We are often defined by our looks, careers, background or any other aspect you can think of. When we succumb to these stereotypes we miss out not only pursuing our true interests but also our passions. This could lead to missing out on opportunities for ourselves and even others, as history has shown examples of people changing the world for better through their hobbies.

Just look at Hedy Lamarr, a Hollywood starlet whose inventing hobby ended up forever changing the world of communication technology.

Hedy Lamarr lived a life in the spotlight. The Austrian-born actress became famous in the 1930s after appearing in a German film that contained brief nudity (which was shocking at the time.) In 1937, she emigrated to the United States and began a career in Hollywood. She starred alongside the likes of Clark Gable and Judy Garland, reaching the height of her fame as the star of Cecil B. DeMille’s Samson and Delilah. She is still known as one of Hollywood’s most beautiful women.

By the 1940s, the Hollywood life began to bore Lamarr. She wasn’t a party girl; during her spare time, she liked to invent. Lamarr wasn’t formally trained in math and science but had always been encouraged by her father to explore machinery. Her drawing room contained a small corner with drafting tools and everything she needed to invent. This hobby was usually kept hidden from the public; she was widely recognized for her beauty, with a mind and passion that went unnoticed.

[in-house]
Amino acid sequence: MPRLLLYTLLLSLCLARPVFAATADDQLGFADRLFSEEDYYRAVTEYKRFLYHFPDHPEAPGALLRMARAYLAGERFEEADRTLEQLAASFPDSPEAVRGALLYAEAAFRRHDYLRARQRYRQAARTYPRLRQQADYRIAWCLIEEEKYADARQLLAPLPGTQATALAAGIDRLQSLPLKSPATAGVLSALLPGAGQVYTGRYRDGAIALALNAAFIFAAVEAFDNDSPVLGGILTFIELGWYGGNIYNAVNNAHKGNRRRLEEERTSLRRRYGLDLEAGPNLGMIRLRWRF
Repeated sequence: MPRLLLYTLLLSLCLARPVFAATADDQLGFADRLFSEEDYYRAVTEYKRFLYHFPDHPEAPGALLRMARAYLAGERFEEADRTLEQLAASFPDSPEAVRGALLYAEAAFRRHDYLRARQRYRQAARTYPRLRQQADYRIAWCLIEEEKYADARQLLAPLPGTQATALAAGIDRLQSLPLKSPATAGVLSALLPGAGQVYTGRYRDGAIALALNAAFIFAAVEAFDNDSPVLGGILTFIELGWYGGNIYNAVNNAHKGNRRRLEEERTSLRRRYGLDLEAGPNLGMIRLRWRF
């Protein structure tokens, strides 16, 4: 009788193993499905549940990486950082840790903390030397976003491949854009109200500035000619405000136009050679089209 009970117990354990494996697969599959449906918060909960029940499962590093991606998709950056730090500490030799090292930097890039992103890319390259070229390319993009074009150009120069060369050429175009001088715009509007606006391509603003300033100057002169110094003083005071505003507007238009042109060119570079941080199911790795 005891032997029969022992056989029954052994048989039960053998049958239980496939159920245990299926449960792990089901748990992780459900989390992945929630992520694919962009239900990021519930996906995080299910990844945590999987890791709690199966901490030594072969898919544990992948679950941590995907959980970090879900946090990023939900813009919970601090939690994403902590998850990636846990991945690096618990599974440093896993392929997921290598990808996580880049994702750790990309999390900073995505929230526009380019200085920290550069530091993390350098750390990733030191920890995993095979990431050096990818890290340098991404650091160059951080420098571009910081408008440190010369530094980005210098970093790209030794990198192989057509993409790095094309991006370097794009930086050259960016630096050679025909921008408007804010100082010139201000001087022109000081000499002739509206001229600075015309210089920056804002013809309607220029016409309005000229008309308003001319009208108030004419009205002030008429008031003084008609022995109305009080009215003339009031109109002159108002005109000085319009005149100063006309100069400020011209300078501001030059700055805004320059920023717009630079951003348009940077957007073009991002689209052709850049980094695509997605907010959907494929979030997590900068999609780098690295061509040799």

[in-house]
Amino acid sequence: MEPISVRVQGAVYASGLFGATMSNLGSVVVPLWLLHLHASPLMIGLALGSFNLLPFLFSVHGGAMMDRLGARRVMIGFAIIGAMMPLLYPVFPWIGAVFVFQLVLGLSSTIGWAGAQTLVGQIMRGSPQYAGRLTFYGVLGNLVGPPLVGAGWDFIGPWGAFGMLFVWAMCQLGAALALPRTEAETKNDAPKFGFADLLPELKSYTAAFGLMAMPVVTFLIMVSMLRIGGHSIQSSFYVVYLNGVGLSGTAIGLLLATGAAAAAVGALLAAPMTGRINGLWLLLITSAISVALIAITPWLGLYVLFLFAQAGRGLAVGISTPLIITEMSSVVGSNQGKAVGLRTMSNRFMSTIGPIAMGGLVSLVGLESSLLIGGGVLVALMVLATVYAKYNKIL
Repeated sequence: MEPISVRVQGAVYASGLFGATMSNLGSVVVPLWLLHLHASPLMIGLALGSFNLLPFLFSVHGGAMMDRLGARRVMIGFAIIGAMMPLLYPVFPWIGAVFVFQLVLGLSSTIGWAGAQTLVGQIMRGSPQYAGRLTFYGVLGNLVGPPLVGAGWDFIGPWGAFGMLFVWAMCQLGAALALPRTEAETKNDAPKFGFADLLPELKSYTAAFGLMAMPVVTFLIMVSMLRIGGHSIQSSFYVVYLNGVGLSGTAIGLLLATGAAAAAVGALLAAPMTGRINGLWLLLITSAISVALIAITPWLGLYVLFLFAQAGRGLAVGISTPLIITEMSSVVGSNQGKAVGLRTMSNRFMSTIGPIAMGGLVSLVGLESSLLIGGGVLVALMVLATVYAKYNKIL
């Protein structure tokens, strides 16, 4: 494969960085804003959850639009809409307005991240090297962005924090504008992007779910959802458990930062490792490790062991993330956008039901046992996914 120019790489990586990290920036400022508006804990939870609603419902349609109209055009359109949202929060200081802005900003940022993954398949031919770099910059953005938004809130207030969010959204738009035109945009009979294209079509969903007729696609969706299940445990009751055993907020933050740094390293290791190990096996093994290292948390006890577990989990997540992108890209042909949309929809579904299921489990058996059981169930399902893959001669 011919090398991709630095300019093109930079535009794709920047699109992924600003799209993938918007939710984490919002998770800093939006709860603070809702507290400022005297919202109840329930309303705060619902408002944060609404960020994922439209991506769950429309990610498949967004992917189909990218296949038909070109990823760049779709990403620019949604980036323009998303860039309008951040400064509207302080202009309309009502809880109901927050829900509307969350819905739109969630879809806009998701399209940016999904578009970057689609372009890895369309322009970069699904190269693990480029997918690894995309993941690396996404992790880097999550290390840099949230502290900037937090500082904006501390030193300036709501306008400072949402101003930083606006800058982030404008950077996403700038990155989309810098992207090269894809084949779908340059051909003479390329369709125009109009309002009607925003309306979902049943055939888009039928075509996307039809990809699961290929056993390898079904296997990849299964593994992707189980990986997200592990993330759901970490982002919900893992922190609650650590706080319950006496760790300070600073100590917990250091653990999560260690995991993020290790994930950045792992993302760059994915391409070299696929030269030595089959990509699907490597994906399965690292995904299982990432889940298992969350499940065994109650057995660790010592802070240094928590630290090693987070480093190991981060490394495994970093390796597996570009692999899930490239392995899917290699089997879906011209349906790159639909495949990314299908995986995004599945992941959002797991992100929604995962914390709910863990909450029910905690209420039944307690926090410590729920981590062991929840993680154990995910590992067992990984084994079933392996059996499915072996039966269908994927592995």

During World War II, her first husband was an arms dealer who she described as very controlling. Her move to Paris, and then the United States was an escape from this marriage. Lamarr was terrified of Nazis, and her new life in America allowed her to explore her hobby of inventing while contributing to the war efforts. She, along with co-inventor George Antheil, explored the idea of frequency hopping so that Nazis wouldn’t be able to intercept their radio signals. This was a major issue for radio-controlled torpedoes which could easily be jammed by enemy forces and go off course. They received a patent for the invention in 1942.

At the time, frequency hopping technology was expensive. The American army didn’t take advantage of Lamarr’s’ patent with Antheil. However, as communication technology advanced, frequency hopping became extremely useful. It is the basis for how we securely communicate through Wi-Fi or Bluetooth. Everyone who has an internet connection or uses a GPS can do so due to the work of Hedy Lamarr.

Hedy Lamarr and composer George Antheil, who in 1942 received patent number 2,292,387 for their “Secret Communications System.”

Lamarr is considered a leader and role model for women in the STEM (Science, Technology, Engineering & Mathematics) fields. She was honored with a star on the Hollywood Walk of Fame and a spot in the National Inventors Hall of Fame. Recently, a journalist found lost interview tapes with Lamarr, which is the basis for Bombshell: The Hedy Lamarr Story, a documentary about her double life as actress and inventor released this year. Google also honored her life with a special Doodle on her 101st birthday.

Despite having all the pressures and opportunities of a Hollywood starlet, Hedy Lamarr was able to pursue her hobby as an inventor and change the world of technology as we know it. Anyone, no matter what profession they have, how they look to the outside world, or how they were brought up, can (and should!) pursue their hobbies. Despite all the benefits and entertainment hobbies offer us, just remember it’s quite possible to make a lasting difference to the world through them.

Hedy Lamarr

Disonorata, 1947